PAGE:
Now, I am not the demographic that is likely to express its frustration with “globalism” and supports isolationism. Recall that the most pressing demographic group includes white, male rural voters above the age of 45. The challenge is to mainstream the attractors I outlined above so that they apply to this demographic.
In order to tackle the challenge outlined above, I propose to create a subsidized work exchange program, similar to the EU’s Erasmus student exchange programs, that allow workers to visit Europe and vice versa. Since Trump voters have ostensibly fallen victim to populism, the right reaction must be a sort of realism, to show people what the other side of the big pond is really like.
The program could be funded and carried out in several ways one of which I outline here: One company or government agency – an exchange organization for short – could take care of the logistics and provide pre-departure training. This could probably be done by co-opting student exchange organizations that have years of experience in this field. The employing firm of the potential visitor to Europe could apply to such a program and with the help of the facilitating firm be sent to a European country. Should the company have a branch in Europe, the visitor could inspect it and thus learn about local working conditions and cultural customs. With support from the exchange organization, the overseas visitor could work in a group together with the local employees. Depending on the language skills, they might be able to start a conversation or, if they work in similar fields, they might solve a problem using the combined sets of skills from both countries.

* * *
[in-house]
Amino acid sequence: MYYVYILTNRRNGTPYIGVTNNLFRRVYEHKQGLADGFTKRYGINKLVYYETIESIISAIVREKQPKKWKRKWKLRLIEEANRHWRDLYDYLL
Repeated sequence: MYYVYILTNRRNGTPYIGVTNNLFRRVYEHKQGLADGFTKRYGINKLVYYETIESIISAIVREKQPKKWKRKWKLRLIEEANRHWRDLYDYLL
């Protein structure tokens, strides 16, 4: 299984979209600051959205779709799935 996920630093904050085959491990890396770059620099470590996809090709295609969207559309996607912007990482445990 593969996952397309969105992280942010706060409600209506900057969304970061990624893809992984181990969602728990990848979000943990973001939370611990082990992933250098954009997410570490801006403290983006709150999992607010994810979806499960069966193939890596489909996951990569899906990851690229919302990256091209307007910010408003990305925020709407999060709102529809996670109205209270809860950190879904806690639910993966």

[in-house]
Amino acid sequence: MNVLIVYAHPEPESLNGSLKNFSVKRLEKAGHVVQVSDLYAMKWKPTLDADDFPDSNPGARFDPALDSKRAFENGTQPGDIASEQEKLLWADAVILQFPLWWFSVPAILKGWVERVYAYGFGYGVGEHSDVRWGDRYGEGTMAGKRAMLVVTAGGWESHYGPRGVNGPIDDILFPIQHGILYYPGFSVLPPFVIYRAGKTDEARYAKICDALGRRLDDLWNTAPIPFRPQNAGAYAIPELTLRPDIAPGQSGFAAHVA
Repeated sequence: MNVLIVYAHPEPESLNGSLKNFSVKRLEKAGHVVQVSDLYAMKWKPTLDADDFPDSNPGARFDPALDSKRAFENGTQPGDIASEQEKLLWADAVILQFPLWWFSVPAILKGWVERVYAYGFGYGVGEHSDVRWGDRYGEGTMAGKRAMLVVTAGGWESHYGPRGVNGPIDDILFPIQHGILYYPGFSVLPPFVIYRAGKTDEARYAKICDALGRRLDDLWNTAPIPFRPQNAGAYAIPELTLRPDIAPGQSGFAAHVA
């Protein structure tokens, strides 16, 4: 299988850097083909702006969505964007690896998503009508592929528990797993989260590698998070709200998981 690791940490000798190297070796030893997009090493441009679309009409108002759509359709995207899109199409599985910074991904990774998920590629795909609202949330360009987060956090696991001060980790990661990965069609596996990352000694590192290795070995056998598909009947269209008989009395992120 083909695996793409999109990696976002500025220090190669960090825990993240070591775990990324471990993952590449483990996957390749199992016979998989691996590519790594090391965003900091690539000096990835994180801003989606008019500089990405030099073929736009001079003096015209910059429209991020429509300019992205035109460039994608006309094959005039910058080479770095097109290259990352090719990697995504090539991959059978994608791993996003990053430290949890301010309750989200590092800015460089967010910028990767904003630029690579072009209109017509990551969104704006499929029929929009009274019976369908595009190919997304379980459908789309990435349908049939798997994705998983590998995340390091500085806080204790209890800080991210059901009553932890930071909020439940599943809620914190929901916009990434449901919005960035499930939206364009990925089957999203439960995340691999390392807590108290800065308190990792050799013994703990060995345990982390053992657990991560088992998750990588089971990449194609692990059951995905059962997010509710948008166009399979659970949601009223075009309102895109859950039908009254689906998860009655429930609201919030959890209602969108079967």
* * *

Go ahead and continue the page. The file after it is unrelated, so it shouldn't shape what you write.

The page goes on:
Such a scheme sounds of course familiar to academics and executive white collar workers. But in factory working jobs or other jobs requiring few technical skills, it is virtually unheard-of. One objection might be: How should it be possible to enroll such vast numbers of people in this program. This is not what I have in mind, however. Network theory posits that the central node in a system can have significant effects on a large number of actors in the network. Assuming that “exchange employees” are such central nodes because they are the most daring to apply for such a program, they could have a far-reaching effect on many actors in their network.
I hope to have shown, how a retreat to isolationism is a current social trend particularly common in a certain demographic group, which is detrimental to US-European relations. I moved on to argue how my previous experiences as an exchange student and my language training make me uphold such relations today. Based on this, I formulated the proposal to introduce an exchange scheme for people on both sides of the Atlantic who have never travelled across it and for whom there does not seem to be a reason to do so. This scheme, which foresees the exchange of workers without a college degree, will sway attitudes by making people associate something positive with the other continent. Ideally, similar schemes would address each demographic group and especially seniors who have turned out to be in favor of both Trump and Brexit.